Protecting your family business in the event that you lose mental capacity
There are currently over 900,000 people with dementia in the UK and this figure is expected to rise to 1.1 million by 2030.
The growing prevalence of dementia means many people have become aware of the benefits of setting up a lasting power of attorney (LPA), so that in the event that they develop dementia a trusted person they have chosen can make decisions on their behalf relating to financial and health matters.
But if you are a shareholder of your family business it is important to have a separate LPA covering your stake in the business. Here we look at what you need consider when setting up a business LPA.
What is lasting power of attorney?
A lasting power of attorney (LPA) is a legal document that allows someone (your ‘attorney’) to make decisions for you, or act on your behalf, if you are no longer able to or no longer want to make your own decisions.
There are two types of LPA. The first relates to decisions about property and financial affairs and enables your attorney to deal with day-to-day personal financial matters such as managing a property, paying bills, investing money and managing bank accounts.
The second type of LPA relates to your health and welfare. It enables your attorney to make key personal decisions such as the type of healthcare and medical treatment you receive and where you live, as well as day-to-day matters such as your diet and routine and who you have regular contact with.
However, if you are a shareholder of a business, it is likely to be a wise move to appoint different attorneys for your personal financial matters and your business responsibilities, not least because the attorney for your personal matters may not have the experience or qualifications to make decisions relating to your business role.
What needs to be considered in setting up a business LPA?
You should give careful consideration to who you appoint as your attorney for your business LPA as it is a role that involves important responsibilities and powers.
The skills and experience they will need will depend on your business and the decisions you are involved in.
The LPA should set out the scope of the role and can also include guidance or instructions to help your attorney exercise their powers in line with your wishes.
You may also wish to appoint a replacement attorney in the event that your attorney becomes unwilling or unable to carry out the role in the future – for example, in the event of their own loss of mental capacity, or their death.
An LPA doesn’t have to be used straight away but if it has been registered with the Office of the Public Guardian it can be used at any point with your consent, in the case of a financial or business LPA, or by your attorneys in the event that you have lost mental capacity.
This means you retain control over the decisions the LPA covers unless you no longer have the capacity to make them – and you have the peace of mind that comes from knowing if this situation arises, the person or people you have appointed will act on your behalf.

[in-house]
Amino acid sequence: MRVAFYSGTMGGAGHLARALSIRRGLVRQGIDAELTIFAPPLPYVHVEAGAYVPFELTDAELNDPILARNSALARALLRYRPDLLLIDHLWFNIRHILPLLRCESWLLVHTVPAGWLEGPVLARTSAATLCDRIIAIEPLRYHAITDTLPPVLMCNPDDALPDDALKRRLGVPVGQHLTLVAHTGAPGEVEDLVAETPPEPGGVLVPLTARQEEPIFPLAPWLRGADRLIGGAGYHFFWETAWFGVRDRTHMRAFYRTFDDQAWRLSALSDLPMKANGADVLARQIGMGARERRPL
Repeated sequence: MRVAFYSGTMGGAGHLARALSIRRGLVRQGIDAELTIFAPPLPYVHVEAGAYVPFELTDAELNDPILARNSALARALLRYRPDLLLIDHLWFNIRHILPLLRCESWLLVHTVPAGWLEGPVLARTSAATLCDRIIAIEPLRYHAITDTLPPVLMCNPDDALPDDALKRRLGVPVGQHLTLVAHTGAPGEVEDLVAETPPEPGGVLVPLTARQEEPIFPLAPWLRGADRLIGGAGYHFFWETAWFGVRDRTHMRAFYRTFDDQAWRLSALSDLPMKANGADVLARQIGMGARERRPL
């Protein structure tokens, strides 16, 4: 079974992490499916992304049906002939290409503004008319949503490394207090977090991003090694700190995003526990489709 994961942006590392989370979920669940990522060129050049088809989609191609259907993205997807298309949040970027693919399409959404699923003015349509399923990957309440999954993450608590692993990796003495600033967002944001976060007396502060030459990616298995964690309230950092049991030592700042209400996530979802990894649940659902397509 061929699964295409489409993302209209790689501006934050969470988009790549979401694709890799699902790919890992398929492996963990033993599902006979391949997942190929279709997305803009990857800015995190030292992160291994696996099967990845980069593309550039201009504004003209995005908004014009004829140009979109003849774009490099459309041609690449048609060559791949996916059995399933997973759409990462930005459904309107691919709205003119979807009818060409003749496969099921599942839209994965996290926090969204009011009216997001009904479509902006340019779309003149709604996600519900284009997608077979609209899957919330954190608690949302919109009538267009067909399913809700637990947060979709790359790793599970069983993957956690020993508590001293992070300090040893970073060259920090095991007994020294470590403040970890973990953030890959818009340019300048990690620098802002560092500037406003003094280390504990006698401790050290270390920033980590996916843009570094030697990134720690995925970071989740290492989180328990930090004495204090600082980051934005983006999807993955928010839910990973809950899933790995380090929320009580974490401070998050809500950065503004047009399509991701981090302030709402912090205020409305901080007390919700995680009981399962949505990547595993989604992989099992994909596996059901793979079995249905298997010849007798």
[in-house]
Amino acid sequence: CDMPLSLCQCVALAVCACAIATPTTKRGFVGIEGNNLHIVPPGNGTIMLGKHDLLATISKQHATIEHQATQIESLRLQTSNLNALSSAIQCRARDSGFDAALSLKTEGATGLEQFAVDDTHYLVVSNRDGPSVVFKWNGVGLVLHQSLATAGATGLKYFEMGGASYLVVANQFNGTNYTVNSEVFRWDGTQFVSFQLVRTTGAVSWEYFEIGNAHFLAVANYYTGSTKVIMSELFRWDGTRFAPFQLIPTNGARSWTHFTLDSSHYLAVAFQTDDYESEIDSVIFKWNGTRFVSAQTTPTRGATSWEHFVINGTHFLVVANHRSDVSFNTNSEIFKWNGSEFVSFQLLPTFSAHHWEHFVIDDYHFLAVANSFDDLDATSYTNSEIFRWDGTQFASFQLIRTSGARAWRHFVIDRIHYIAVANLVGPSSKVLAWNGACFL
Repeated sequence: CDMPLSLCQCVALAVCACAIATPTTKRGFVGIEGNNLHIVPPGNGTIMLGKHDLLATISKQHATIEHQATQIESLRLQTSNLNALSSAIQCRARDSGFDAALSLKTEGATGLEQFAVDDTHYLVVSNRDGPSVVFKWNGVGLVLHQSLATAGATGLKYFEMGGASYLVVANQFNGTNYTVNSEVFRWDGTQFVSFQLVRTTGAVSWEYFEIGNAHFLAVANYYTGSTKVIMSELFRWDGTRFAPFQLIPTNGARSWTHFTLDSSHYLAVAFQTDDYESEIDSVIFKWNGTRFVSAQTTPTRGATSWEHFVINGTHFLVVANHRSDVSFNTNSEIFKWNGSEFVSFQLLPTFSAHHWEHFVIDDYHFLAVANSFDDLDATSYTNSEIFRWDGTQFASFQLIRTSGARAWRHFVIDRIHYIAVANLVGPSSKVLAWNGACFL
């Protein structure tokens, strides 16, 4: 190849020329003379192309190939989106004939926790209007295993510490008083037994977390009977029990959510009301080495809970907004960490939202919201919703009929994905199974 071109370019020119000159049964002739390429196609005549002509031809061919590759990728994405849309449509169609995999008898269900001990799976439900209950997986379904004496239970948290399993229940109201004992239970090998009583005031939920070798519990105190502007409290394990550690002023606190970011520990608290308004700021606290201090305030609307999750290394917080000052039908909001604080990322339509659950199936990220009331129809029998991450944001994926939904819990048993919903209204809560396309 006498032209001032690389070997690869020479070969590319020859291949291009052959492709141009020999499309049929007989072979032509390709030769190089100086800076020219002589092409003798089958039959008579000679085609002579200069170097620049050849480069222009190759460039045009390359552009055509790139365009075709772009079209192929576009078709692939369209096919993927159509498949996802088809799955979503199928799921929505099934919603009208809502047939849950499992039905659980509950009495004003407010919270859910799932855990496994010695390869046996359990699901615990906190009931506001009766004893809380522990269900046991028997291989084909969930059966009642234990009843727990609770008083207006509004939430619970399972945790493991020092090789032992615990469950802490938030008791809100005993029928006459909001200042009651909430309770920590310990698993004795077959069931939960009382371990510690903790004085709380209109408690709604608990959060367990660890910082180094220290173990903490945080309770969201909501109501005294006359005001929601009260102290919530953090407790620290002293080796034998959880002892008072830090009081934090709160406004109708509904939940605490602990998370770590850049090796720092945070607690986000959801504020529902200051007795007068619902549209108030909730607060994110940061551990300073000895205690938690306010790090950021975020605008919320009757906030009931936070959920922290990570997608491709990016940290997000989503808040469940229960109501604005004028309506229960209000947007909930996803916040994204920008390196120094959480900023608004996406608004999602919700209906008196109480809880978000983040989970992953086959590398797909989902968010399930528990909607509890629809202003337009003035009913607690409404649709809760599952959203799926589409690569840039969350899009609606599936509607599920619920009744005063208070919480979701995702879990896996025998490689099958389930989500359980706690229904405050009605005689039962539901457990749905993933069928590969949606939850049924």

Limitations on a business LPA
You should note, however, that a business LPA cannot cover any role you hold as a director of your business and that, under your company’s articles of association, this role would normally cease if you lose mental capacity. The model articles state that a person ceases to be a director if they are certified by a medical practitioner as having lost capacity and that this will continue for more than three months.
It is therefore important to also have a business plan in place to cover who would step up to your role if you lose mental capacity. Without it, your business operations may be interrupted, or the viability of the business threatened, if you are unable to make decisions and fulfil your responsibilities.
What happens if you don’t arrange an LPA and you lose mental capacity?
If you lose the capacity to make your own decisions and don’t have a power of attorney your family can apply to the Court of Protection to have a deputy appointed who can make decisions about financial and health and welfare matters.
The cost of applying to the Court of Protection is greater than the cost of preparing and registering an LPA and, while the Court can handle urgent or emergency applications where a decision must be made quickly, there can be delays in appointing deputies to make ongoing decisions – delays that can have a detrimental impact on your interest in your business.
It is also possible that the deputy appointed by the Court to make decisions on your behalf is not the person you might have chosen when you had the capacity to do so.
Making arrangements for an LPA and putting a business plan in place today doesn’t mean handing over control before you are ready to – in fact, early planning puts you in control by ensuring that if you’re unable to make decisions about your business, a person of your choice will do this on your behalf.
And, as long as you have mental capacity, you can revoke an LPA and put a new one in place at any time.
Taking professional advice
Each individual’s circumstances and needs are different, as are the requirements and governance of every family business, but obtaining professional advice will uncover all the issues you need to consider when setting up a business LPA.
This article originally appeared on the Family Business United website on 1 March 2023.
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